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An infinite variety of appropriations in American TV drama

Serial Shakespeare explores the dissemination and reassemblage of Shakespeare’s plays in contemporary media culture, regarding the way this taps into but also transforms his preferred themes, concerns and constellations of characters. The appropriations discussed include isolated citations in Westworld and The Wire, a typology of the first female president modelled on figures of female sovereignty, as well as a discussion of what one might call a specifically Shakespearean dramaturgy in Deadwood and The Americans. By proposing a reciprocal exchange between the early modern plays and contemporary serial TV drama, the book focusses on the transhistoric and transmedial dialogue a revisitation of the Bard entails. The readings consider the Shakespeare text again, from a different perspective, but also address the fact that his text comes back to us again, from the past. The book claims that serial TV drama keeps appropriating Shakespeare to give voice to unfinished cultural business regarding the state of the American nation because both share the sense of writing in and for a period of interim. Given that the Bard continues to write and read America, what the book draws into focus is how both scriptwriters and cultural critics can, by repurposing him, come up with narratives that are appropriate to our times.

Open Access (free)
The cinematic afterlife of an early modern political diva
Elisabeth Bronfen
Barbara Straumann

eponymous film of 1944). 11 When she comes to play Elizabeth again in Henry Koster’s costume epic, she is firmly installed as the older woman who has remained a powerful star in the Hollywood system, as well as a forceful political figure. She embodies the veteran professional woman in the American cultural imaginary. The scene portraying the early modern Queen in relation to mid-twentieth-century cultural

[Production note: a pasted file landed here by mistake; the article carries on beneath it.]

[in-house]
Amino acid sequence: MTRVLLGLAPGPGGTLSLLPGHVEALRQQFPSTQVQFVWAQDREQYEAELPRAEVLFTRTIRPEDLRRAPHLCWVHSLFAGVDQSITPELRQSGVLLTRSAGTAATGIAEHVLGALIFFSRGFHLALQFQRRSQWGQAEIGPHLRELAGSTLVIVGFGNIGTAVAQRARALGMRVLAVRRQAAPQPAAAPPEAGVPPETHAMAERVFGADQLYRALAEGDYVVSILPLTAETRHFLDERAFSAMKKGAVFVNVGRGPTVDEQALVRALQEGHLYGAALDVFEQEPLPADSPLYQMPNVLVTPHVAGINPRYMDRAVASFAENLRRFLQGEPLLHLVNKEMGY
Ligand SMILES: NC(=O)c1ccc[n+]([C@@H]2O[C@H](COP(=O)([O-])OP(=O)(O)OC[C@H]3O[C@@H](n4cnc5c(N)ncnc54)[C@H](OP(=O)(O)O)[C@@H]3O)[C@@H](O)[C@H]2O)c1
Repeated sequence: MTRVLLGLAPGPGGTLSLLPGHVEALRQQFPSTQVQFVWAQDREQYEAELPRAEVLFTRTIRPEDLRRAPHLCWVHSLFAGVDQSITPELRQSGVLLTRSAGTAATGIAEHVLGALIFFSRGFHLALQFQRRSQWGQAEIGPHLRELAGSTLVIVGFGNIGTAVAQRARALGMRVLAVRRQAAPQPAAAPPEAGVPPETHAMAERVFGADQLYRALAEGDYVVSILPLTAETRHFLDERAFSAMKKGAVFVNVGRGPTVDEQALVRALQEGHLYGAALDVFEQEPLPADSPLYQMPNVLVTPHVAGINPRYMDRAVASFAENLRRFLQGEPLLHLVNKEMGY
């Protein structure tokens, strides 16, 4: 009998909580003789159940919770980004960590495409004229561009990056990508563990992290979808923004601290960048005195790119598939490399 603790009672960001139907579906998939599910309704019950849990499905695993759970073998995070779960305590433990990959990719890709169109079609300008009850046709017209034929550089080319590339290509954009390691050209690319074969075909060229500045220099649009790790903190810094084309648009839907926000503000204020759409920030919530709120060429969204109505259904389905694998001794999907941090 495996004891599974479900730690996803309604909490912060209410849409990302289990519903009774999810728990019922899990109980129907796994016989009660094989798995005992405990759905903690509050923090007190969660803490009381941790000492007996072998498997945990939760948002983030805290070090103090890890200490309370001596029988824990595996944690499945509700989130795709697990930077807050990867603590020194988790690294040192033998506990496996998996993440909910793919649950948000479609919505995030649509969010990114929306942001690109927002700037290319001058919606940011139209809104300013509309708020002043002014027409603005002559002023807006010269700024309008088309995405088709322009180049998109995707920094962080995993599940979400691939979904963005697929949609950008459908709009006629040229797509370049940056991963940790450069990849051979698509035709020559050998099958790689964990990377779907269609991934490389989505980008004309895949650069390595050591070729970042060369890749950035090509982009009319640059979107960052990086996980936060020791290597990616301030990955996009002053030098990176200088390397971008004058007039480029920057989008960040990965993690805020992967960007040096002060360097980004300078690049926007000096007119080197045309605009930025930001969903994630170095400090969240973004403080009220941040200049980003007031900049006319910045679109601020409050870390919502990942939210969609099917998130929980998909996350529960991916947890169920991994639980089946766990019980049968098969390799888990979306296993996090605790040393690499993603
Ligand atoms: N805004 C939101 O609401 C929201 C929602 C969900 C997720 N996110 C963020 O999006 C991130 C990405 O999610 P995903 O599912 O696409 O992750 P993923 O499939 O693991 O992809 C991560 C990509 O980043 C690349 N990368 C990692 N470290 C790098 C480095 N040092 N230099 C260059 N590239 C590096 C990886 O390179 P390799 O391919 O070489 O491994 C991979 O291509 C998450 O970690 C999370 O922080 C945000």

in The British monarchy on screen
Elisabeth Bronfen

this, its subsequent development and maturation in a different media and at a different historical moment, but also on its untranslatability. 14 In the interstice between the subsequent refiguration and the original, a breach is opened through which the ghost of Shakespeare, ever on the move, keeps watch over his spectral afterlife and, as such, haunts it; haunts the characters ventriloquising his words and haunts the American cultural imaginary into which this early modern drama has been transplanted. But if, by definition, Shakespeare remains with us in a

in Serial Shakespeare
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Appropriation, dislocation, and crossmapping
Elisabeth Bronfen

equation, as is the case when Hollywood stars play ambitious politicians, celebrity itself is revered. 47 As with Shakespeare’s ambivalent staging of queenship, these female presidents in TV drama do not only articulate a feminist doubt regarding any self-evident relation between political leadership and the demos. The charm each of Hollywood’s stars gives to this role also speaks to the appeal that conspiracy narratives hold for the American cultural imaginary, invested, as it is, in believing that the more powerful rule comes from the political periphery, or works

in Serial Shakespeare